Partners for Progressive Israel (PPI)
Timeline: 1919 to the present
Historical Context: PPI has its roots in the socialist Zionist youth movement Hashomer Hatzair (HH) – “The Young Guard,” and its related adult organizations–Progressive Zionist League and Americans for Progressive Israel, together with two entities formed in support of the agenda of the Israeli political party Ratz, known in English as the “Movement for Civil Rights and Peace,” and famously headed by Shulamit Aloni.
HH began in Central and Eastern Europe. It was a socialist-Zionist youth movement, with a branch formed in North America in the early-1920s.
Members of HH founded kibbutzim in Mandatory Palestine as early as 1919. In 1927, the four HH kibbutzim formed the Kibbutz Artzi [National] Federation, (which grew to 85 in the 1990s and later merged with the United Kibbutz Movement to comprise 275 kibbutzim today). The movement also founded a political party that shared the name HH, advocating a bi-national state with equality between Arabs and Jews.
In 1936, the HH party launched the Socialist League of Palestine, representing non-kibbutznik city and town dwellers that shared HH politics. The Socialist League was the only Zionist political party within Palestine to accept Arab members as equals, and to support Arab rights and the call for a bi-national state.
In January 1948, shortly before Israel’s independence, HH and the Socialist League merged with another leftwing party, Achdut Avoda (“Unity of Labor”), to form Mapam, the United Workers Party of Israel. Mapam was Israel’s second largest party in the early 1950s, and the first major party to advocate negotiating directly with the Palestinians. In 1992, the Mapam, Ratz and Shinui (“Change”) parties formed a single national electoral list, known as Meretz (“Energy”), and served as Yitzhak Rabin’s primary (and later, only) coalition partner.
Back in the US, in the 1950s,he Progressive Zionist League (created by alumni of HH who did not make aliyah) formed an organization open to people who had not grown up in “the movement” — Americans for Progressive Israel (API). In Nov. 1952, the PZL launched its monthly journal, Israel Horizons. IH continued as the official publication of API, which took on the name of “Americans for Progressive Israel-Hashomer Hatzair” in 1955.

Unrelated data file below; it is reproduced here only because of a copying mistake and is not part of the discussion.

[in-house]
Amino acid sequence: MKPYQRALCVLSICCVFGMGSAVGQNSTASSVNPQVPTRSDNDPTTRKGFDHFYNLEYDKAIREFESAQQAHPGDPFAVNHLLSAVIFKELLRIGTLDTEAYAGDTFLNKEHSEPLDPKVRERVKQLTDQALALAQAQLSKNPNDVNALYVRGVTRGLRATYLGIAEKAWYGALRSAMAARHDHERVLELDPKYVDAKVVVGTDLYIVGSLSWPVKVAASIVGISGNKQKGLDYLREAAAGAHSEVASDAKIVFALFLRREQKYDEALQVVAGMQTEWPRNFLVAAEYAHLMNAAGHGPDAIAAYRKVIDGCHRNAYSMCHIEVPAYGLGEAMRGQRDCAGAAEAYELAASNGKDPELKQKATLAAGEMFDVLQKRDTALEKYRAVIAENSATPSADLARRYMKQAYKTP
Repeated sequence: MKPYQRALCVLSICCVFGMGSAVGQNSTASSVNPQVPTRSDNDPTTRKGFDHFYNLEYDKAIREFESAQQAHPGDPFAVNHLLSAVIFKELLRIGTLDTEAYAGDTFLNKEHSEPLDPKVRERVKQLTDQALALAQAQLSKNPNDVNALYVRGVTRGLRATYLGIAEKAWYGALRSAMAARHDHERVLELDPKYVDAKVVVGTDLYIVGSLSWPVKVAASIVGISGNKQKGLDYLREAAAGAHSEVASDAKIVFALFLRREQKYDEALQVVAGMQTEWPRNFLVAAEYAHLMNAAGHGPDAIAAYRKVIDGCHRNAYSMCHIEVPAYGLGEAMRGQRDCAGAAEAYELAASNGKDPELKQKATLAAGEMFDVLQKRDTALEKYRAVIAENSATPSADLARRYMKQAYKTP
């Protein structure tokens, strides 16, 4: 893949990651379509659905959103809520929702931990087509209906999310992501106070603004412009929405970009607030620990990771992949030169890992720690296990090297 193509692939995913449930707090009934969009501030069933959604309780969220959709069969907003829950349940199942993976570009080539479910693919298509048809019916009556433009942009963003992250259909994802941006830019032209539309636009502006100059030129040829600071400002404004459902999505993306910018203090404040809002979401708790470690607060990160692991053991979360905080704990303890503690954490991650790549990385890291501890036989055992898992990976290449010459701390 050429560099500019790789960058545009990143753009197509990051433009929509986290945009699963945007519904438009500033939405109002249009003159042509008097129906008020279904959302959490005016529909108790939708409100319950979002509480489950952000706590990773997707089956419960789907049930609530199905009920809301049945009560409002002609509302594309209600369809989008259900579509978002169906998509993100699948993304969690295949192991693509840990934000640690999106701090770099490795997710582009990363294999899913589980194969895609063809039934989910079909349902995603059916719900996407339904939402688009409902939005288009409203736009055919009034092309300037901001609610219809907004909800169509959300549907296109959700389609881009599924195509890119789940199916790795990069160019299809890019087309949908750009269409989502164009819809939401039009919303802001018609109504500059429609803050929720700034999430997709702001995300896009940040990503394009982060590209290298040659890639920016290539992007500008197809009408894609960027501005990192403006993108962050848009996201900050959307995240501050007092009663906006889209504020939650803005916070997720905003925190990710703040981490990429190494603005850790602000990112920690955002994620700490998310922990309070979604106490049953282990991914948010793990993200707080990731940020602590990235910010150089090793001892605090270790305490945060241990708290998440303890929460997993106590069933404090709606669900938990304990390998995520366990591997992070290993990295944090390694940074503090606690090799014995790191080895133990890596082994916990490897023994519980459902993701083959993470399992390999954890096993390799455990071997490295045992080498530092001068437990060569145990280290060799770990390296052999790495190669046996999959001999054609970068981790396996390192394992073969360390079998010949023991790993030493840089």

In 1997 American Friends of Ratz (which was formed to support the Israeli political party), the Education Fund for Israeli Civil Rights and Peace (an overlapping organization formed to promote Ratz’s agenda, but not to support the party per se) merged with API-HH to become “Meretz USA, for Israeli Civil Rights and Peace.” This merger was prompted by the parallel unification in Israel (also in 1997) of Mapam, Ratz and half of Shinui into a single political party, still called Meretz. In 2011, Meretz USA changed its nameto Partners for Progressive Israel . Also in 2011, PPI discontinued its publication of Israel Horizons – then a quarterly, which it had taken over from API-HH — to focus more energy on the Web.
Brief Description: PPI and Hashomer Hatzair have a long history of activism for Israeli independence, the social welfare of Israelis, pro-Israel activism, and social justice issues affecting the Diaspora. Their members have been committed American Zionists since pre-Independence and some of their leaders have been influential and active both within the US and Israel. The organizations share a vision of a progressive Israel committed to social justice and human rights and encourage “partnership and collaboration between all Israelis and Americans who support a progressive Israel and Zionist movement.”
In 2004, Meretz USA, in cooperation with Ameinu, Hashomer Hatzair and Habonim-Dror, founded, funded and nurtured the Union of Progressive Zionists (UPZ), a campus-based group that eventually became part of J Street as “J Street U.”
Activism Strategy: PPI represents a progressive Zionist position on two-states in the many national and international organizations with which it is connected; it also seeks to encourage progressive Zionism through education and activism.
Membership/Chapters: PPI’s national office is in New York City, with board members and supporters in many places across the United States. .
Activities: Educational activities include:
- “The Israel Symposium”: An annual study tour of Israel and the Occupied Territories through which participants meet key policy makers, social activists, and other stakeholders;
- A blog discussing current issues;
- Events featuring Israeli peace and social activists;
- ’Intern in Israel’: a project that awards stipends to young Americans volunteering with progressive Israeli NGOs ; and
- Periodic policy statements on current events.
PPI activists promote organized demonstrations and an ongoing boycott of settler products. The group is affiliated with the American Zionist Movement, World Union of Meretz (WUM), an international association of like-minded left-Zionist groups, the Jewish National Fund of America, and the Jewish Labor Committee. PPI participates in elections for, and sends delegates to, the World Zionist Congress, where they are part of the left-leaning WUM faction.
Contributions: Many PPI members have made a lifelong commitment to dovish pro-Israel activism and are active in their organizational affiliates as well as in many other efforts to promote a progressive Israel.